On Word+Pictures=Web, I am usually trying to attract readers interested in technology, marketing, photography, new media, gadgets, comic books, and fun stuff like that. Digging into my stats, I noticed that I was getting some good traffic from StumbleUpon.com.

Note: For blog analytics, I use a combination of Site Stats from WordPress and Google Analytics. Both packages are free.

StumbleUpon Paid Discovery became available in March, 2011, so I guess I am an early adopter here. It required a new sign up and some basic information, all of which was quick and easy. Paid Discovery offers three pricing teirs, which includes Light, Standard and Premium.

  • Light – 5 cents per visitor
  • Standard – 10 cents per visitor
  • Premium – 25 cents per visitor

At this point, I selected Light because I was just getting started and there really wasn’t much information out there. There is a lot more information about how to run search engine marketing (SEM) campaigns on Google AdWords and Yahoo Search Marketing, but not much on Paid Discovery.
Continue reading

Don’t Believe Everything You Read

There’s power in the media. Still, today, we’re still influenced by things we read or see or otherwise receive from the media.

Part of it is presentation and packaging. If something looks professional, we mentally assign a level of credibility. Conversely, if it looks cheap or poorly produced, it is easier to dismiss.

Tonight, a friend and colleague forwarded along a link to an article he though I’d find interesting, since it was about the industry in which I work. He was right; the article was extremely compelling. Despite it being quite long, I read it immediately and entirely.

I mean, how could I stop? The article was complete and utter trash. Biased, reporting that showed the writer’s contempt for the fair and balanced journalism. But it looked good and appeared on a website that also appeared to publish other credible articles.

If I didn’t know something about the topic (i.e., I work in the industry), I’d read the article and think, “wow, look at these corrupt bastards who beat the system, someone should go get them!” That’s probably what many people thought when they read the article.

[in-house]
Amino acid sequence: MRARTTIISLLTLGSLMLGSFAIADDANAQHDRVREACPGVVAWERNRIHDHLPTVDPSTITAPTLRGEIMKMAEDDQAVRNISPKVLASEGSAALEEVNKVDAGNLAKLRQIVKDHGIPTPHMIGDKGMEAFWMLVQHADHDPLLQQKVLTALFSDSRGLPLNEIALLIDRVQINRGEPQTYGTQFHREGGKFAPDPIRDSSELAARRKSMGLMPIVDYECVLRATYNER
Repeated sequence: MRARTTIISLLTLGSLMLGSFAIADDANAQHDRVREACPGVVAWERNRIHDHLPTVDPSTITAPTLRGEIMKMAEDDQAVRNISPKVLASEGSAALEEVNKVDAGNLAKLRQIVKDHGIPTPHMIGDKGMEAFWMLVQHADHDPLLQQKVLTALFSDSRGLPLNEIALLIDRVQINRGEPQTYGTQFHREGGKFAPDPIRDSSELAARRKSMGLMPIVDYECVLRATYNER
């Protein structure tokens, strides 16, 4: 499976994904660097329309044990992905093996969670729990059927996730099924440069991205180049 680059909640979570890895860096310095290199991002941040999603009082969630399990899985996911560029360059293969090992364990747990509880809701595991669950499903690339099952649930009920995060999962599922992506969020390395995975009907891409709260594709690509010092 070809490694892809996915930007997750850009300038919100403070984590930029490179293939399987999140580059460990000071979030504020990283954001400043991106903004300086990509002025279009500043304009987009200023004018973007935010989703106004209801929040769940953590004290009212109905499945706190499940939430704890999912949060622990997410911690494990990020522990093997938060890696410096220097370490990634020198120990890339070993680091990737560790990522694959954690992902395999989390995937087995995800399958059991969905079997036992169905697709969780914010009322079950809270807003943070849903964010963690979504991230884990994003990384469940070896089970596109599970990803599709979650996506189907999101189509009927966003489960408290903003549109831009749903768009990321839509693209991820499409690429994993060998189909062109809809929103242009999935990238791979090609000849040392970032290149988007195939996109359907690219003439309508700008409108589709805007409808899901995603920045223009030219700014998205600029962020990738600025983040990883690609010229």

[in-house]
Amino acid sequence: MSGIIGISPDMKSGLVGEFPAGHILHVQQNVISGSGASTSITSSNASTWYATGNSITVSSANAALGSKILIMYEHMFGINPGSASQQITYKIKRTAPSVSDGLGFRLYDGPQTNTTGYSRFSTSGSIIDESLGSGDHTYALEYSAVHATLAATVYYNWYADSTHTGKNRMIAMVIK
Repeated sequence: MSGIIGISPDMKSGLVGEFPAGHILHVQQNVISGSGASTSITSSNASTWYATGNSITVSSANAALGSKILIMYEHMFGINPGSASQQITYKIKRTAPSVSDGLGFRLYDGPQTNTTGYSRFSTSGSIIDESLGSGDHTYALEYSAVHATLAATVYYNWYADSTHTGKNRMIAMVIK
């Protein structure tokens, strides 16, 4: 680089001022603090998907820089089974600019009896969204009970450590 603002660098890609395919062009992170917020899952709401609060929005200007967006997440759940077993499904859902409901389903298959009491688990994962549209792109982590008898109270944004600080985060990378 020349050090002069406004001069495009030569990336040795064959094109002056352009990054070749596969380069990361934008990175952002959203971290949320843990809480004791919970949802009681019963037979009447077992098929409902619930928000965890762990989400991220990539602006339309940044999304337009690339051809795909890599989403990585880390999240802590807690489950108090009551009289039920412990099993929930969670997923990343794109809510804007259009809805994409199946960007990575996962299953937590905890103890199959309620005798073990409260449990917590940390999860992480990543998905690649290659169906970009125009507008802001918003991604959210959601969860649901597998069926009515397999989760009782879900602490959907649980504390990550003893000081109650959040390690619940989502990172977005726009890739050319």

It’s not like yelling “fire” in a crowded movie theater, but it is dangerous in a different way. People who read it may assume that the writer was reporting honestly and accurately. Checking facts and getting both sides of the story. Checks and balances.

That’s not what happened, and fortunately there were a fair amount of posts that called out that writer on his biased article. Good for them. No censorship was required here, because the community recognized the writer’s unfair bias and challenged his slanted reporting.

In the days of old media, there was usually an editorial staff, which included reviewers who checked facts. They didn’t always get it right, but at least there were multiple sets of eyes reviewing copy before it went to the printer. Sure there were always articles that leaned to the left or to the right, but good editors often forced reporters to tell both sides of the story. To let the readers make up their own minds. And very biased articles usually found a home on the OpEd page, where strong opinions were welcome, facts be damned.

But now the world is changing, sometimes even for the better. Journalism and reporting has certainly changed, both for better and for worse. Often articles (including this blog post) go from they keyboard to the web without anyone but the writer reviewing it before it goes live. Nobody is required to fact check anymore.

And now, as with before, don’t believe everything you read out there.

Blog Traffic Tip #2: Know Your Stats

Blog-Traffic-TipsToday’s tip is about knowing your site statistics. But don’t panic, you don’t need to be good with numbers to understand this blog post.